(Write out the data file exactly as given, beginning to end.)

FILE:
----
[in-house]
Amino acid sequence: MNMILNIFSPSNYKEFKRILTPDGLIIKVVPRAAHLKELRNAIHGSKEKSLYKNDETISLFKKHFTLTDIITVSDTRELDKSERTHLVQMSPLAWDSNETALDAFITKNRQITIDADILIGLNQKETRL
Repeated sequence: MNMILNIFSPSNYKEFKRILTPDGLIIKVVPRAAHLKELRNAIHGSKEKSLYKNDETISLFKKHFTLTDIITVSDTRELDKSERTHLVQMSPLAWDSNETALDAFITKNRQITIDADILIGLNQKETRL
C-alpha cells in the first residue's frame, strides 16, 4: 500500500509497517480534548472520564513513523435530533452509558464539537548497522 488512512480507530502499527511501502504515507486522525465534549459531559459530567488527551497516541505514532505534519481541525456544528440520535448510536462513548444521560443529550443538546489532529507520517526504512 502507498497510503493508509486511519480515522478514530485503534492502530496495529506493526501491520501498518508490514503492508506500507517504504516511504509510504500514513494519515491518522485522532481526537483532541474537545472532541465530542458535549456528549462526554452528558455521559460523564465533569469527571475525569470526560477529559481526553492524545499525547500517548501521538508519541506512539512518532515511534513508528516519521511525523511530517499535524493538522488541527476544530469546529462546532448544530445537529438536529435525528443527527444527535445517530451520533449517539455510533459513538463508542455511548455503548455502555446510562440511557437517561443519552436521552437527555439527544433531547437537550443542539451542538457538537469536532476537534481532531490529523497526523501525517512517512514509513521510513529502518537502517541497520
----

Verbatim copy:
[in-house]
Amino acid sequence: MNMILNIFSPSNYKEFKRILTPDGLIIKVVPRAAHLKELRNAIHGSKEKSLYKNDETISLFKKHFTLTDIITVSDTRELDKSERTHLVQMSPLAWDSNETALDAFITKNRQITIDADILIGLNQKETRL
Repeated sequence: MNMILNIFSPSNYKEFKRILTPDGLIIKVVPRAAHLKELRNAIHGSKEKSLYKNDETISLFKKHFTLTDIITVSDTRELDKSERTHLVQMSPLAWDSNETALDAFITKNRQITIDADILIGLNQKETRL
C-alpha cells in the first residue's frame, strides 16, 4: 500500500509497517480534548472520564513513523435530533452509558464539537548497522 488512512480507530502499527511501502504515507486522525465534549459531559459530567488527551497516541505514532505534519481541525456544528440520535448510536462513548444521560443529550443538546489532529507520517526504512 502507498497510503493508509486511519480515522478514530485503534492502530496495529506493526501491520501498518508490514503492508506500507517504504516511504509510504500514513494519515491518522485522532481526537483532541474537545472532541465530542458535549456528549462526554452528558455521559460523564465533569469527571475525569470526560477529559481526553492524545499525547500517548501521538508519541506512539512518532515511534513508528516519521511525523511530517499535524493538522488541527476544530469546529462546532448544530445537529438536529435525528443527527444527535445517530451520533449517539455510533459513538463508542455511548455503548455502555446510562440511557437517561443519552436521552437527555439527544433531547437537550443542539451542538457538537469536532476537534481532531490529523497526523501525517512517512514509513521510513529502518537502517541497520